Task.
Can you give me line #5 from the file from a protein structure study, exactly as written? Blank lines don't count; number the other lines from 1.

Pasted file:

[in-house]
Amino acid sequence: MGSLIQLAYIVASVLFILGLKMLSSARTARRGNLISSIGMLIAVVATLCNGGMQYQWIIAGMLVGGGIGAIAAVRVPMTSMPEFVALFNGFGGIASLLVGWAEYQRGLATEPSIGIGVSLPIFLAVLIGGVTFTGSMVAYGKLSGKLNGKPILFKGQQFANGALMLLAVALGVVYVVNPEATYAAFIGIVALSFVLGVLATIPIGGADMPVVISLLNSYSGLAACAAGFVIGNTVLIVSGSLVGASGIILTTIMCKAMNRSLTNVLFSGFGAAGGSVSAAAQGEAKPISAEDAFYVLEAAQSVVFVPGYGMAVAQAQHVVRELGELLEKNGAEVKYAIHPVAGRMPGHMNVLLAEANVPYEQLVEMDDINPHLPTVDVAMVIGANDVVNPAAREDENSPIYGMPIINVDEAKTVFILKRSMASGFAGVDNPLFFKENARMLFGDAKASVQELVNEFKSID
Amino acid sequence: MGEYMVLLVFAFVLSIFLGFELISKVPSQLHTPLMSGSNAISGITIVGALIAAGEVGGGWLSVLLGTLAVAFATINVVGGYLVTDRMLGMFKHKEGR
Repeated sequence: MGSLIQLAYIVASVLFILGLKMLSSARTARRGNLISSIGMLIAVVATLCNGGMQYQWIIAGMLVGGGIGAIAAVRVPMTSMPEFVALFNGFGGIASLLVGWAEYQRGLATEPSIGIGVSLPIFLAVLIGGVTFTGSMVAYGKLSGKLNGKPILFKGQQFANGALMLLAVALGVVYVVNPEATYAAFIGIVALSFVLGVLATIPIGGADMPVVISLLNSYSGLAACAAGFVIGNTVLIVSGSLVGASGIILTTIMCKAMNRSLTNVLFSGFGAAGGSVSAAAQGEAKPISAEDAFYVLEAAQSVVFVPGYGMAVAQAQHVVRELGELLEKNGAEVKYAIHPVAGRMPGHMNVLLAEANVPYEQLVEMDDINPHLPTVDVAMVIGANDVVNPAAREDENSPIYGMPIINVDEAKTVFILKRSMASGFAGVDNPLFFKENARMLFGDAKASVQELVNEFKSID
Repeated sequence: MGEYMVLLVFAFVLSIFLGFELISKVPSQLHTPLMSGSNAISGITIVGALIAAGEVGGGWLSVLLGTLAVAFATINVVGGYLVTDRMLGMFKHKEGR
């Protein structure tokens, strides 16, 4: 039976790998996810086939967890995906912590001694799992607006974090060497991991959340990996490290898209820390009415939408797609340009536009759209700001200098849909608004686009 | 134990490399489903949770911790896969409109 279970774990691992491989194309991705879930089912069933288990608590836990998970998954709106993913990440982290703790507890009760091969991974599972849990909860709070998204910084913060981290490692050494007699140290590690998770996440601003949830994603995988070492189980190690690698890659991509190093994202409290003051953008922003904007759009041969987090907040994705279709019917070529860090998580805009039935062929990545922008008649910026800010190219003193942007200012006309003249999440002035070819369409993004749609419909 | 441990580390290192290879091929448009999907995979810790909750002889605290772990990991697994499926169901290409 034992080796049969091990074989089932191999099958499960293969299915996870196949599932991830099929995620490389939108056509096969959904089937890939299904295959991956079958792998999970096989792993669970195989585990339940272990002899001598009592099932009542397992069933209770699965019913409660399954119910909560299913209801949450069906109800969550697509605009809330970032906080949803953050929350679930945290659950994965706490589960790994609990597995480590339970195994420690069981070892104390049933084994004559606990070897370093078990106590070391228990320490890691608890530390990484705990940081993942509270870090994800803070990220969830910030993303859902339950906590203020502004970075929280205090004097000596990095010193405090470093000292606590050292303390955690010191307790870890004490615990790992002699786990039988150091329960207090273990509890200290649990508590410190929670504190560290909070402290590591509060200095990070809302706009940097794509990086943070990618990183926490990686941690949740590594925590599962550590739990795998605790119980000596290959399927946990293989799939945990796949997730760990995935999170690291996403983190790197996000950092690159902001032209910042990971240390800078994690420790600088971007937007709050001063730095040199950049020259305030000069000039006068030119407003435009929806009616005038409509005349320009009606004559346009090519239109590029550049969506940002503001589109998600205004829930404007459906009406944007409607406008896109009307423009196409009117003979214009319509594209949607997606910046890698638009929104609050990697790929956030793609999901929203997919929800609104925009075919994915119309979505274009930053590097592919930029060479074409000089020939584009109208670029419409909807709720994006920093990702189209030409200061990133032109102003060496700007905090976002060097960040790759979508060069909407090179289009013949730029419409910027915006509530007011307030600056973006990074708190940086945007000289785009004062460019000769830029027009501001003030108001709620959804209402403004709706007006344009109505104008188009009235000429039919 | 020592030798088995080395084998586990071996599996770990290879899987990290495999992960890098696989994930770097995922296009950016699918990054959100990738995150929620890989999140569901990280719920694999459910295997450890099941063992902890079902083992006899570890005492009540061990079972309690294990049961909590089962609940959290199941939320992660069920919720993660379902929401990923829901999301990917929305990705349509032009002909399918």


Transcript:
Repeated sequence: MGEYMVLLVFAFVLSIFLGFELISKVPSQLHTPLMSGSNAISGITIVGALIAAGEVGGGWLSVLLGTLAVAFATINVVGGYLVTDRMLGMFKHKEGR